It’s 1986, and Jackson “Applejack” Woods would rather be anywhere else than this carcass of a town. After years of living on the wrong side of the law, he’s determined to get on the straight and narrow that leads to somewhere — anywhere — else.
Things go from bad to worse when a young pole dancer, Peanut, turns up dead at an after-hours party hosted by the owner of the local strip club. As one of the local thugs-for-hire, Applejack is brought in to help clean up the mess.
The crime doesn’t stay secret for long. The dancer’s head is found soon after, followed by her leg and torso. Her father and brothers are just itching to get their hands on anyone involved, and Applejack can’t blame them.
The Castaway Lounge features a town full of “the desperate and the damned,” each trying to eke out an existence in a town that died long ago. Strippers and womanizers, crooked politicians and men who prey on the innocent. Applejack wants out, but can’t help wondering if this is where he belongs after all.
Gritty, gory, and good
The Castaway Lounge is as far out of my comfort zone as anything I’ve read in the last few years, and it’s glorious. Well, it’s actually dirty and violent and sad, but it’s written gloriously.
Applejack is not really a nice guy — he’s a womanizer, a criminal, and works for a guy who could give Caligula a run for his money. And yet he’s easy to root for, because he’s at least trying to be a good person. Same goes for several of the Castaway Lounge’s dancers, especially Suzanne and Jill.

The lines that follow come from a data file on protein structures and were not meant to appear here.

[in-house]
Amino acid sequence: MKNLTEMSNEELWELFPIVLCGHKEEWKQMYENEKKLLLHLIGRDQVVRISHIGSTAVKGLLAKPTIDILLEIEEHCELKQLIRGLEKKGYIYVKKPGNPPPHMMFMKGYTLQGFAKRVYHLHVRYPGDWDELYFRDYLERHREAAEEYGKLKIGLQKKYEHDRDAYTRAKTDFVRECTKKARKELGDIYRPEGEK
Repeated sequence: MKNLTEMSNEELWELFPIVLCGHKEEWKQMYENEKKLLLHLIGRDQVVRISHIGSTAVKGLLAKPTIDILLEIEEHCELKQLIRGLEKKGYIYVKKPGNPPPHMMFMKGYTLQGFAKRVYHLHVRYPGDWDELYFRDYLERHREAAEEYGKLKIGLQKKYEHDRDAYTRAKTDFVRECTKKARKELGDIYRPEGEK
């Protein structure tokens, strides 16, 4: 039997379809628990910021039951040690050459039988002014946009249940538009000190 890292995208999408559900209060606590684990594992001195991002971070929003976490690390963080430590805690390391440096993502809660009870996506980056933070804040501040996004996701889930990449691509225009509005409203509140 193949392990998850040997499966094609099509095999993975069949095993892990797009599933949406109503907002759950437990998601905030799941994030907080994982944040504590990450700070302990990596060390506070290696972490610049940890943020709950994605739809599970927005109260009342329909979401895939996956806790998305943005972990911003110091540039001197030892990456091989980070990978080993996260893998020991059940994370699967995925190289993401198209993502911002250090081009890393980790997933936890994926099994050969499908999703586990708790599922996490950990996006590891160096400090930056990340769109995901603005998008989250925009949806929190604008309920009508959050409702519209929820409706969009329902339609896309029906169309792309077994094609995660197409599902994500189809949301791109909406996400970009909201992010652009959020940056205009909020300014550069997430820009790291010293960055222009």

The bad guys are, of course, easy and fun to hate — and seeing them get their comeuppance for killing Peanut is the most satisfying part of the novel.
Two small nitpicks
Boilard’s novel follows several storylines, all of which are excellent. Only one — which centers around Honey and her sexual relationship with her boyfriend William and William’s father — sits further apart from the central stories. It’s well done, but I wish it could have been incorporated a bit more into the main plot.
Second, the writing itself has a few quirks. It’s written in third person present tense, something that often gives writing a “bad fanfiction” kind of feel but for some reason doesn’t bother me as much here. Additionally there are no quotation marks, and the word “hey” is used in a way I’ve never seen before.
Then I stuck him and run home, Beverly says. Without looking back hey.
Is this a New Englander thing, some kind of vocal tic? It stuck out every time, making my Inner Grammarian’s eye twitch ever so slightly.
Overall, though, I enjoyed The Castaway Lounge more than I thought I would. It started slow and the violence was a little off-putting for me, but once it got going I was hooked until the very end.